Food Stuff: Burnin’ for You

Wood-fired ovens put the heart back into dinner as Seattle’s restaurants build on a warming tradition.

With winter comes the undeniable urge to hibernate. When the sky turns black at four p.m., the only sensible thing to do is head inside and get cozy by the fire. Or the heater. Or, if you’re hungry, the oven.

The notion of staying in and staying warm finds its focus, and history, in the kitchen. Before the modern stove and oven, there was the hearth, a fireplace lined with stone or brick that was used for both cooking and heating. The sheer size of a hearth made it the center of the house, but the sustenance it provided – comfort from the cold, a home-cooked meal – made it the true heart of the home.

Bread toasts in the big, warm oven at the new Sitka & Spruce location in Capitol Hill’s renovated Melrose Market. Photograph by Andrew Waits for City Arts

Sitka & Spruce
1531 Melrose Ave.

121 E. Boston St.

Seatown Snack Bar
2010 Western Ave.

While electricity and the modern oven have made hearths outdated and impractical, these days restaurants around Seattle are “keeping the home fires burning,” and traditional wood-fired ovens are on the rise. Ironically, cooking over an indoor fire now requires more time, commitment and specialized equipment than cooking over regular stoves, but chefs – and diners – find the effort more than worthwhile.

At restaurants where you find a hearth, you won’t find any powders, gelées or other markings of molecular gastronomy and “modern cuisine.” This is simple, solid food, artfully prepared in a manner that has worked perfectly for thousands of years.

When Sitka & Spruce moved from its tiny Eastlake digs into a sprawling, light-filled space in Melrose Market on Capitol Hill, chef Matthew Dillon made his priorities clear by creating a completely open kitchen anchored by a massive, gleaming white-tiled hearth. It’s a beauty – and it’s impossible to miss, especially with the three-foot-high stack of logs resting against the side of the oven, just waiting to give char and flavor to Sitka’s ever-changing menu of local, seasonally driven food. At dinner service, nearly all the meat is cooked in the fire, including dishes like house-made sausage with chestnuts and savoy cabbage, Dungeness crab, chicken and lamb (whose natural gaminess takes particularly well to the smoke and wood of the hearth).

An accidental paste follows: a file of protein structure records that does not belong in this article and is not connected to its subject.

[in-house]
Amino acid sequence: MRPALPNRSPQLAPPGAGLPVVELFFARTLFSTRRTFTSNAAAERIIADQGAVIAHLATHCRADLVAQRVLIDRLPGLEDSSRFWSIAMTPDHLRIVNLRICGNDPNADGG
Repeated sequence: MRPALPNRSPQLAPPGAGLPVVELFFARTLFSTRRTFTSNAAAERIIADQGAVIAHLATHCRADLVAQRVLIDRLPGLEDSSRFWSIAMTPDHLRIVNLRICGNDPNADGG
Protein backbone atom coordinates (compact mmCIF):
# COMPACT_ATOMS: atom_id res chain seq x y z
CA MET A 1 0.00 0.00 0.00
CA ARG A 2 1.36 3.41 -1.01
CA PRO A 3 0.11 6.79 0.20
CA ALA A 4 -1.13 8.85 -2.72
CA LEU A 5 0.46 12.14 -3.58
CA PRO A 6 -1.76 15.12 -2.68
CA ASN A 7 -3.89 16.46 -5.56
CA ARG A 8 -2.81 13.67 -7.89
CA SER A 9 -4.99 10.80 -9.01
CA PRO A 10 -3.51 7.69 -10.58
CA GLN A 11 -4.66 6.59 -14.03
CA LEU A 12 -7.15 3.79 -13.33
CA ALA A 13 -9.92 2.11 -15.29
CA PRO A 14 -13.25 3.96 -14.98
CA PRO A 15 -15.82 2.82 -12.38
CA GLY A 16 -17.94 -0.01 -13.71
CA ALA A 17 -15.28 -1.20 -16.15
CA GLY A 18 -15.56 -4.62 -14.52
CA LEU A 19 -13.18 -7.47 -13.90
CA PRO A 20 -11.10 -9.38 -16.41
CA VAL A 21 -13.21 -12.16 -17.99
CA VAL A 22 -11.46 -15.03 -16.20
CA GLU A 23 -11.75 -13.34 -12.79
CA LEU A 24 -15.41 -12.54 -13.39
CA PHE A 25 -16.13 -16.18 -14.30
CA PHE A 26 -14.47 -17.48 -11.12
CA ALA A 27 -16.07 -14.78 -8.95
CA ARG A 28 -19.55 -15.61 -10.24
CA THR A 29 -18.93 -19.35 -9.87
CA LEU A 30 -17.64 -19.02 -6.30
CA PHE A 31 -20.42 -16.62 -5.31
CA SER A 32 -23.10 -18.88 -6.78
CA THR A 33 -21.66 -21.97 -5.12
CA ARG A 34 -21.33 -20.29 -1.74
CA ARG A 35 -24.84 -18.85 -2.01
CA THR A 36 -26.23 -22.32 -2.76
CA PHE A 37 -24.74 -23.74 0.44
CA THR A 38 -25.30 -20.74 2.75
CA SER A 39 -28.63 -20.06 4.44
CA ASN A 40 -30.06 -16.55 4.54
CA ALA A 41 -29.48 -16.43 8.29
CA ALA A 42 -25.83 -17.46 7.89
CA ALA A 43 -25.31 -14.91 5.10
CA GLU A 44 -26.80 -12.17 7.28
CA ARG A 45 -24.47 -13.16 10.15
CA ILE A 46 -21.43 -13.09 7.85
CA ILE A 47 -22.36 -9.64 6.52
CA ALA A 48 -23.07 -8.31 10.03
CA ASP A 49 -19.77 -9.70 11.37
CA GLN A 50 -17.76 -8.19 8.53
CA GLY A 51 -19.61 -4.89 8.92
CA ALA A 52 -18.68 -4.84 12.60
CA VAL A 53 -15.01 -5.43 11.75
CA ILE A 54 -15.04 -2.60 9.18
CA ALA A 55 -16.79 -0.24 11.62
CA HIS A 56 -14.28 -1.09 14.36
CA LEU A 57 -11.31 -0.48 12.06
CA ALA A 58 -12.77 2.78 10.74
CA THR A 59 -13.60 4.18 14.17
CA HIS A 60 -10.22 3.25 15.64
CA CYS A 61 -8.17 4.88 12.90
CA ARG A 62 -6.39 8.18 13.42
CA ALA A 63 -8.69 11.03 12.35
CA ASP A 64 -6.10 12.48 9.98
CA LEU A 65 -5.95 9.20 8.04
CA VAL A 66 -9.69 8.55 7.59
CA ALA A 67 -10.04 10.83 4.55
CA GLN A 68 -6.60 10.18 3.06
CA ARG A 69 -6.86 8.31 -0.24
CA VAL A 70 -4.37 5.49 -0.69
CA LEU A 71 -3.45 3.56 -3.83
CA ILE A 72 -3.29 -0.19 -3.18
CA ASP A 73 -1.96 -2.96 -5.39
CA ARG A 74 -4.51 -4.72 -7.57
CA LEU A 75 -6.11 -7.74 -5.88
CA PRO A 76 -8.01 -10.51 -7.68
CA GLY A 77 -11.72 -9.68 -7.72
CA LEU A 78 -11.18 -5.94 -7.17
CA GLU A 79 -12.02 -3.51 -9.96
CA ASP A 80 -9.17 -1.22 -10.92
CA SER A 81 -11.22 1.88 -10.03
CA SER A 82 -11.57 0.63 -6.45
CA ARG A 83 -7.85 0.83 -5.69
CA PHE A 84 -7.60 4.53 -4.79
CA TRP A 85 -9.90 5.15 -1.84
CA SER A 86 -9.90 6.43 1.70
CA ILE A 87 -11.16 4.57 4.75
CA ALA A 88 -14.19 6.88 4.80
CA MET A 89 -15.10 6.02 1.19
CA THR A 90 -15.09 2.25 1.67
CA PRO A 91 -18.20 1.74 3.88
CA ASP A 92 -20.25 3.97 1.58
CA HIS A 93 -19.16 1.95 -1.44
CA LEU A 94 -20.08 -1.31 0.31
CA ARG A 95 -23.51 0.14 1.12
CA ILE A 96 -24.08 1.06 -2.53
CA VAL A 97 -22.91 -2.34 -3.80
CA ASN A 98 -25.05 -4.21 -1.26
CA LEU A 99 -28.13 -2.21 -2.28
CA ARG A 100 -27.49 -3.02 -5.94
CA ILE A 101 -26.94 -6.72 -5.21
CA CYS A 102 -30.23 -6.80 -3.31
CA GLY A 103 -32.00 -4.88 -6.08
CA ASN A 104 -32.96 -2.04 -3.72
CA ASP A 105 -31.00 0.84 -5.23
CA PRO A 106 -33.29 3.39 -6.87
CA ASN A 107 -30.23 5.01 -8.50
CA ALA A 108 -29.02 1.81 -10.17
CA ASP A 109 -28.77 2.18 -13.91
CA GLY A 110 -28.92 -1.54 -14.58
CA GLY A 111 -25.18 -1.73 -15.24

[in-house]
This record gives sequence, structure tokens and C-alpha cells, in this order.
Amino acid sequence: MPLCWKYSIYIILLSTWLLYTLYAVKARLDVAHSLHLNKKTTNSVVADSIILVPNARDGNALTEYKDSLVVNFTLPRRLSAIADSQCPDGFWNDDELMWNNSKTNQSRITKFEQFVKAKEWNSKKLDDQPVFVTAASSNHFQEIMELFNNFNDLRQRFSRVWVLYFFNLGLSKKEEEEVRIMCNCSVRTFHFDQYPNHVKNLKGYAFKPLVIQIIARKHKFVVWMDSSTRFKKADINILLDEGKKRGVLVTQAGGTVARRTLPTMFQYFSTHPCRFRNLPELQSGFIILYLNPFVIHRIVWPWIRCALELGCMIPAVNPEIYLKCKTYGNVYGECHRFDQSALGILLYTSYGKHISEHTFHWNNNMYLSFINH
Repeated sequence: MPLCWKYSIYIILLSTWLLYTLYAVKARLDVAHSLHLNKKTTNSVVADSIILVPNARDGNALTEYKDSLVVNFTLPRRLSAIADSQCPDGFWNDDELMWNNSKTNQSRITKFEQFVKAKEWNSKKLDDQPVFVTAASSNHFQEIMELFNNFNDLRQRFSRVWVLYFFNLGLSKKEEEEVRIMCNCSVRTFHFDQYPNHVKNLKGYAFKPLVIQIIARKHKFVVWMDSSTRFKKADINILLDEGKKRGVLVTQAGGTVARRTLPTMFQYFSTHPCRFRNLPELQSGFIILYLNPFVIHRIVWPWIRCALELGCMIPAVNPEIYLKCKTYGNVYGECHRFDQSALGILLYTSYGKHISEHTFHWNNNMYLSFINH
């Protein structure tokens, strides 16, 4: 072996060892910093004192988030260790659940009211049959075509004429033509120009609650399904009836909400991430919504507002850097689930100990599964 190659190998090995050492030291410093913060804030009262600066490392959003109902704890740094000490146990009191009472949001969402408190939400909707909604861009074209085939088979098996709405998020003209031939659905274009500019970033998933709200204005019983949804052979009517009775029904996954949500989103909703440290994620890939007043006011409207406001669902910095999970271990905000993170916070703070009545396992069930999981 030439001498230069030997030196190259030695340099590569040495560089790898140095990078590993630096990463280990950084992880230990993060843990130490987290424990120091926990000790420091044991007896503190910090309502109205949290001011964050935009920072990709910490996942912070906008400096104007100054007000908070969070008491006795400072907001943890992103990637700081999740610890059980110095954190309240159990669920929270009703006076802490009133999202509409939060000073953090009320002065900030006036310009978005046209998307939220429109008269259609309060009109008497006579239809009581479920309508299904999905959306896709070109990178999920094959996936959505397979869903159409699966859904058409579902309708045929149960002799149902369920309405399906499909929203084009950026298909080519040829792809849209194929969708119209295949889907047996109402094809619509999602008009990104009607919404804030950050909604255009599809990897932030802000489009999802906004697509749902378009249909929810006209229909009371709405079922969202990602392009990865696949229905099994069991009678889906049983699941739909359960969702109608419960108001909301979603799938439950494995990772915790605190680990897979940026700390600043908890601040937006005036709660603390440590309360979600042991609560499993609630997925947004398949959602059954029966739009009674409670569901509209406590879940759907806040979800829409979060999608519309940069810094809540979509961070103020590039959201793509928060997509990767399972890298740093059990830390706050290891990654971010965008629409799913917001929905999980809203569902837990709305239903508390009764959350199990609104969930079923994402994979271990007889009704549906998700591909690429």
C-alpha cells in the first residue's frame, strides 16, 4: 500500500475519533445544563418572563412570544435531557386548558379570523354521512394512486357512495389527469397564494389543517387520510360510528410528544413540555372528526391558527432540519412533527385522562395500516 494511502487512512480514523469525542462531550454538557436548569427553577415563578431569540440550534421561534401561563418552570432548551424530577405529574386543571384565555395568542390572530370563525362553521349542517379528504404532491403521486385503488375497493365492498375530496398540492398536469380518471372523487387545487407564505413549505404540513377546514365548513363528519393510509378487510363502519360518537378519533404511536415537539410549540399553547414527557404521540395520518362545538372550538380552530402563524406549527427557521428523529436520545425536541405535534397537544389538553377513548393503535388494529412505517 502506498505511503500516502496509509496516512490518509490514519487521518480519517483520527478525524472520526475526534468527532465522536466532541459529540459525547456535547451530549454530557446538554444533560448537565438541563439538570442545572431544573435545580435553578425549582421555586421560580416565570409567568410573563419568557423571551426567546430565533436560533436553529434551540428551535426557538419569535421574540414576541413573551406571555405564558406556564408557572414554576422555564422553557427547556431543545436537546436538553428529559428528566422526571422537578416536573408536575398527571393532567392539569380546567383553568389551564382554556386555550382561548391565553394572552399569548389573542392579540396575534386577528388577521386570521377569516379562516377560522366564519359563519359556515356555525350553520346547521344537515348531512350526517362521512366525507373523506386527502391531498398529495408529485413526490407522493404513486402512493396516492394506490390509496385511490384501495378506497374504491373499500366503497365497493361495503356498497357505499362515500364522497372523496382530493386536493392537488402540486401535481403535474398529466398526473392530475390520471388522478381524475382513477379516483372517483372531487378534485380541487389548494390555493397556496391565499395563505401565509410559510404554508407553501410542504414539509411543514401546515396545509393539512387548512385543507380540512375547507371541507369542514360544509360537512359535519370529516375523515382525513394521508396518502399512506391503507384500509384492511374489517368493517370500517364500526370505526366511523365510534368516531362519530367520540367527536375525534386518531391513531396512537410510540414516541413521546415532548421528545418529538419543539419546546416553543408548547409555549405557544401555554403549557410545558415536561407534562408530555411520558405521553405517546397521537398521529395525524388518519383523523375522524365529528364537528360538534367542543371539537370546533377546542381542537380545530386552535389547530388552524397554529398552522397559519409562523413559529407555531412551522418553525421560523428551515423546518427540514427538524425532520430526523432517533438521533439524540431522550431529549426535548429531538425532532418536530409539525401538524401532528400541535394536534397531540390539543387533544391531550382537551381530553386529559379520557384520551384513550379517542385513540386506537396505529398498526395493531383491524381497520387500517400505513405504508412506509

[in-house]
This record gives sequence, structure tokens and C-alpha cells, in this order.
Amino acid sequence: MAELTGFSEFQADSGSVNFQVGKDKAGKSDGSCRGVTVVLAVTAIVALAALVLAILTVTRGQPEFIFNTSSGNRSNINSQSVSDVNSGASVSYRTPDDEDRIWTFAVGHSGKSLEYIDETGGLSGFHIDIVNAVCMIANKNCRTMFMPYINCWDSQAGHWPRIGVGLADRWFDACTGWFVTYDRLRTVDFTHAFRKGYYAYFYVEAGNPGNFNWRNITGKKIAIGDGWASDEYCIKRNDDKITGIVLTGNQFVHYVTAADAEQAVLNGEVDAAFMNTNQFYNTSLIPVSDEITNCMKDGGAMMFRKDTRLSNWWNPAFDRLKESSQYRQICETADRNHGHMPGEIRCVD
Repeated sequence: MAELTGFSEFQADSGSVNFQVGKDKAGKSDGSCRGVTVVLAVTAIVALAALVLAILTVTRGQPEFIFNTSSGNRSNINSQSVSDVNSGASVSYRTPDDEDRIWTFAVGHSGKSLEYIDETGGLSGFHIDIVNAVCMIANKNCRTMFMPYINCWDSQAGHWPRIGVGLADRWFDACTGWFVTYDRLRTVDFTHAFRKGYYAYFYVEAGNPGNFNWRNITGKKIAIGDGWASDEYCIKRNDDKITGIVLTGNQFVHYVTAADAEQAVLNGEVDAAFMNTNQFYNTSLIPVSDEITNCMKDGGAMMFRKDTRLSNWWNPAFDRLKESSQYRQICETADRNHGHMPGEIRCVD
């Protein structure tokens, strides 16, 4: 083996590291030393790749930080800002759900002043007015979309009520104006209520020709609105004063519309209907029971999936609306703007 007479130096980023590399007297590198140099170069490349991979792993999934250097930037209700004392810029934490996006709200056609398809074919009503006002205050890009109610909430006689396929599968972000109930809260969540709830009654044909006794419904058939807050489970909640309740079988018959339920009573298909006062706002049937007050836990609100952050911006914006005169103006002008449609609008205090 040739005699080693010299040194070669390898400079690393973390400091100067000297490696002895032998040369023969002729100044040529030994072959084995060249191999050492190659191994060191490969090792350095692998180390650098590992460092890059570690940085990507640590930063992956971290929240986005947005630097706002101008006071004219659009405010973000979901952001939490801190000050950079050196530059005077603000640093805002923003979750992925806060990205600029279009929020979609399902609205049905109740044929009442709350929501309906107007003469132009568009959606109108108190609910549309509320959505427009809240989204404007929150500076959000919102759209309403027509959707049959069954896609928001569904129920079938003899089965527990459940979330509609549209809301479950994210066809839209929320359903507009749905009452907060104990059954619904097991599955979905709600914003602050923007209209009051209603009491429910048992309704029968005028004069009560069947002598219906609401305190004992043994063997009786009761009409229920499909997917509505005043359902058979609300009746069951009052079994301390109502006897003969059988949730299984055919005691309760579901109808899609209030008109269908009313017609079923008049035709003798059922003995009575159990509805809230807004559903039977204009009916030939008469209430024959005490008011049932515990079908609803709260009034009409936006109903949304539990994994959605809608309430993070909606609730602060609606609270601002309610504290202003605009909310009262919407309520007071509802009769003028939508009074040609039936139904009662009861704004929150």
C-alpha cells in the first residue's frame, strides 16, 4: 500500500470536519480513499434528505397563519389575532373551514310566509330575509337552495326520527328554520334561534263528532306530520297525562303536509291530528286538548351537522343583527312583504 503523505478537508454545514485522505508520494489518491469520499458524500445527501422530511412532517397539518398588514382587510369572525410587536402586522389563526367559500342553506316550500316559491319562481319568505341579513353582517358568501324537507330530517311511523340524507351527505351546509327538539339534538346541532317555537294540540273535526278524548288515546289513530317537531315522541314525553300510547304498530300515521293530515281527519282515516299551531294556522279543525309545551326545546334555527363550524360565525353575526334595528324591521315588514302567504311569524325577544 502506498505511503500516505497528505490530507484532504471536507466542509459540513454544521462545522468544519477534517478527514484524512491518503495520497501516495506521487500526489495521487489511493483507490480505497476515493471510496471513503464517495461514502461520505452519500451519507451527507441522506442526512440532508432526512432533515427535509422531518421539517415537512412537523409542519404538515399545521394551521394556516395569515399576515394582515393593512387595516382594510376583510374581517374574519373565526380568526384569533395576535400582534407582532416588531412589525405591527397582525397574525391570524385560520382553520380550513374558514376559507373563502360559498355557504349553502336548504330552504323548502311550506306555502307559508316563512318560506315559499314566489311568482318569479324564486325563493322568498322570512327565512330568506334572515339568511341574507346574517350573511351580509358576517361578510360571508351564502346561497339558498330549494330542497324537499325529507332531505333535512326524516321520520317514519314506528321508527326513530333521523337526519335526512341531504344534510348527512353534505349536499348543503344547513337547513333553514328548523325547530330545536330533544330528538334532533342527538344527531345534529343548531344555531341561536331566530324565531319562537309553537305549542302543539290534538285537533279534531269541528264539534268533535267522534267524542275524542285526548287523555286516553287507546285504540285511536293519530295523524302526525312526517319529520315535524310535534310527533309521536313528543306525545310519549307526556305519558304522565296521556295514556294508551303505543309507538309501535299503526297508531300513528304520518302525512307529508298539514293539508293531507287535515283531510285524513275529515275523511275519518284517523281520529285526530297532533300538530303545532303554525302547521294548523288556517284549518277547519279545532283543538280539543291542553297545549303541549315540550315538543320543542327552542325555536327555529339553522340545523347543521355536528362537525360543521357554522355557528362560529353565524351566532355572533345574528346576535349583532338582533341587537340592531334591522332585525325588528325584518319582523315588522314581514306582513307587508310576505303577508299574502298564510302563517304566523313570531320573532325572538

When owner Susan Kaufman first conceived of Cicchetti, her Mediterranean small-plates restaurant, her vision was to have a wood-burning oven at the center of it. At Cicchetti, chef Dylan Giordan and crew crank out an impressive number of Spanish, Turkish and Italian–inspired dishes from a tiny open kitchen, most of which is taken up by the giant apple wood–burning hearth, its bright orange embers warming the entire space. Every hot dish at Cicchetti emerges from the wood-fired oven: pizza topped with lamb sausage, wood-fired steak, even a whole spice-rubbed trout. A recent special showcased the beauty and value of Cicchetti’s hearth: the natural sweetness of a juicy hazelnut-finished double pork chop was enhanced by the apple wood, while the smoky flavor of the chilis in its chermoula sauce were deepened by the fire.

Admittedly, there is no wood-fired oven to be found at Seatown Snack Bar, Tom Douglas’s new Pike Place Market outpost. But Douglas, who has long been a proponent of cooking with fire (his Palace Kitchen, Dahlia Lounge and Serious Pie are all home to wood-fired grills and ovens), intuitively and clearly understands the importance of a hearth.

The heart and soul of Seatown – which isn’t even found in the restaurant itself, but in the “To Go” deli next door – is an enormous, multilevel, glowing rotisserie that’s constantly turning, slow-roasting obscene amounts of meat. Every day, there’s porchetta stuffed with rosemary and fennel, cider-brined turkey, garlic-and-lemon chicken and hauntingly good porcini-rubbed beef short ribs, all cooked for hours, priced by the pound and ready to take home. From the sleek rotisserie to the emphasis on take-out, Seatown’s approach is a thoroughly modernized spin on tradition – but one you’ll be grateful for as you lick porcini and black peppercorns off your meat-stained fingers, warm, both inside and out, within the shelter of your own home. •